Does a Masters in Business Administration make its recipient more or less attractive to tech startups? Or does it have any impact at all?
It’s a serious question. A day after Harvard Business School’s Cyberposium 18, I remain struck by the concern attendees seemed to feel about what their advanced degree will mean in a tough economy and in a tech business that elevates technical prowess above everything else. After all, college dropouts Paul Allen, Michael Dell, Bill Gates, Steve Jobs, Steve Wozniak, and Mark Zuckerberg all built hugely successful tech companies — Microsoft, Dell, Apple, Facebook — without a degree among them.
One Cyberposium panelist basically told MBA candidates interested in big data opportunities that they need not apply unless they also had technical chops. I’m simplifying here, but that was the gist.
Dropbox founder Drew Houston — who does hold a bachelor’s degree in computer science from MIT — was gentler but still not all that encouraging. Asked what he wanted in an MBA he said … um pretty much the same thing he seeks in any hire. “What we look for in any candidate is that they’re smart and passionate and not just chasing money. We look for a cultural fit,” Houston said in a Q&A session. “The guy who runs most of the business side [at Dropbox] has a Harvard MBA but what we look for isn’t that different from what we look for in other areas,” Houston said.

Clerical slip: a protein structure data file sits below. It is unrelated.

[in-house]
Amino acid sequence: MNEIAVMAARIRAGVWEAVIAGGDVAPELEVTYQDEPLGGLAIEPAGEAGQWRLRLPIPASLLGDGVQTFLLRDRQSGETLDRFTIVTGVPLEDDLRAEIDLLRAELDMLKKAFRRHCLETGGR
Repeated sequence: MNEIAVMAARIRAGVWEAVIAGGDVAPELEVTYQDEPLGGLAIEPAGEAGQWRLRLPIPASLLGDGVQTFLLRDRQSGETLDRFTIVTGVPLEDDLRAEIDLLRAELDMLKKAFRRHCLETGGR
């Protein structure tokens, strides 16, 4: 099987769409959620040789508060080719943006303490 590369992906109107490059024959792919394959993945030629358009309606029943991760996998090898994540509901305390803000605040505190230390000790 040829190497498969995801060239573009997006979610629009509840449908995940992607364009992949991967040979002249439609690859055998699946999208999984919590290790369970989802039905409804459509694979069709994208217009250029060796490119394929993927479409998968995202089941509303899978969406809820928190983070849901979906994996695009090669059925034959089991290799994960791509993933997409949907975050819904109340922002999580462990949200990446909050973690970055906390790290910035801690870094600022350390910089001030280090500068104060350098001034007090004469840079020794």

The underlying theme was that business skills and teamwork are valuable and much desired. Attitude and a sense of entitlement are not.
Hunter Walk, director of product management at Google (and a Stanford MBA) must be hearing the same concerns. Yesterday, he shared a great post on the topic: “It’s fine to get an MBA, but don’t be an MBA.”
One of his points:
Getting an MBA means you shoot out of school wanting to prove yourself and see what you can contribute to others. Being an MBA means thinking the world owes you something and that your value 10x’ed just from spending two years on a campus.
Given the economic climate, it’s natural for students to worry about the worth of their degrees. And this topic crops up periodically in the sort of “builder versus spreadsheet guy” debates that get heated. Last year, auto executive Bob Lutz’ book “Car Guys vs. Bean Counters: The Battle for the Soul of American Business” stoked the debate anew. Lutz’ argument, according to the Time Magazine review was: “To get the U.S. economy growing again, we need to fire the MBAs and let engineers run the show.” Harsh, But I would bet lots of people who watched the decline of US industry in the 70s and 80s under the tutelage of MBA CEOs would agree with that sentiment.
Still, promising business students should take heart. Every tech company needs people with business and financial management expertise. As one commenter to an earlier Cyberposium story put it:
Harvard Business School was where the concept of the spreadsheet developed. Don’t be dismayed … fellow MBAs. Your day will come… Take the Disruptive Innovation courses, and pick up some Advertising while you’re at it.
And, let’s face it, there are many times when the best technology in the world won’t win unless it’s accompanied by real business savvy.
I would love the discussion to continue, so please post your thoughts in comments below.